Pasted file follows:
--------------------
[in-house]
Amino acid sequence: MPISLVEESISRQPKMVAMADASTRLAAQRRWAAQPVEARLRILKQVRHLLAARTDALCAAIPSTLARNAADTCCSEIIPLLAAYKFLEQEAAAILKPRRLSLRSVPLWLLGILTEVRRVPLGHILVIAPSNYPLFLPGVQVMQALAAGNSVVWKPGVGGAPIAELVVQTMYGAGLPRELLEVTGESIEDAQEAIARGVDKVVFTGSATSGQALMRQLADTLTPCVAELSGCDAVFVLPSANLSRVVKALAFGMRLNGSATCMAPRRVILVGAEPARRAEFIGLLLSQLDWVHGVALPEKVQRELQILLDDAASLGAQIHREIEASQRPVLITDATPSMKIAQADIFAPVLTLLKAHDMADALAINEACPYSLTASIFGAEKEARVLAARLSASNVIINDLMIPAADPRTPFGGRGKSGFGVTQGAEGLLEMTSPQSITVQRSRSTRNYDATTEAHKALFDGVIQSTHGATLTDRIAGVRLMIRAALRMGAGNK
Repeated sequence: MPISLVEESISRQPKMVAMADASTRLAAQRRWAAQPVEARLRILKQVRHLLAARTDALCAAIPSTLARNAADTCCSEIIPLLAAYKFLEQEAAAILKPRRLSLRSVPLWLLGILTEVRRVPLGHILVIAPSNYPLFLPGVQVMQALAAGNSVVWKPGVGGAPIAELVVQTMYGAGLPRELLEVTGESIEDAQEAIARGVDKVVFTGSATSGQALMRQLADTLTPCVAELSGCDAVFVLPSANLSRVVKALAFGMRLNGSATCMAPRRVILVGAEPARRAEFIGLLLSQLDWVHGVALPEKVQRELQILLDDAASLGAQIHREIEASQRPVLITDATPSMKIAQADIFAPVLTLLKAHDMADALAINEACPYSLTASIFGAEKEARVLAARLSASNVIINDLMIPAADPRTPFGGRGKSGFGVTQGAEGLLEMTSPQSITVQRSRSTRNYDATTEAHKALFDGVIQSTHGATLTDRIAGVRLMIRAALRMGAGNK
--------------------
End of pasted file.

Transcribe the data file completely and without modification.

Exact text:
[in-house]
Amino acid sequence: MPISLVEESISRQPKMVAMADASTRLAAQRRWAAQPVEARLRILKQVRHLLAARTDALCAAIPSTLARNAADTCCSEIIPLLAAYKFLEQEAAAILKPRRLSLRSVPLWLLGILTEVRRVPLGHILVIAPSNYPLFLPGVQVMQALAAGNSVVWKPGVGGAPIAELVVQTMYGAGLPRELLEVTGESIEDAQEAIARGVDKVVFTGSATSGQALMRQLADTLTPCVAELSGCDAVFVLPSANLSRVVKALAFGMRLNGSATCMAPRRVILVGAEPARRAEFIGLLLSQLDWVHGVALPEKVQRELQILLDDAASLGAQIHREIEASQRPVLITDATPSMKIAQADIFAPVLTLLKAHDMADALAINEACPYSLTASIFGAEKEARVLAARLSASNVIINDLMIPAADPRTPFGGRGKSGFGVTQGAEGLLEMTSPQSITVQRSRSTRNYDATTEAHKALFDGVIQSTHGATLTDRIAGVRLMIRAALRMGAGNK
Repeated sequence: MPISLVEESISRQPKMVAMADASTRLAAQRRWAAQPVEARLRILKQVRHLLAARTDALCAAIPSTLARNAADTCCSEIIPLLAAYKFLEQEAAAILKPRRLSLRSVPLWLLGILTEVRRVPLGHILVIAPSNYPLFLPGVQVMQALAAGNSVVWKPGVGGAPIAELVVQTMYGAGLPRELLEVTGESIEDAQEAIARGVDKVVFTGSATSGQALMRQLADTLTPCVAELSGCDAVFVLPSANLSRVVKALAFGMRLNGSATCMAPRRVILVGAEPARRAEFIGLLLSQLDWVHGVALPEKVQRELQILLDDAASLGAQIHREIEASQRPVLITDATPSMKIAQADIFAPVLTLLKAHDMADALAINEACPYSLTASIFGAEKEARVLAARLSASNVIINDLMIPAADPRTPFGGRGKSGFGVTQGAEGLLEMTSPQSITVQRSRSTRNYDATTEAHKALFDGVIQSTHGATLTDRIAGVRLMIRAALRMGAGNK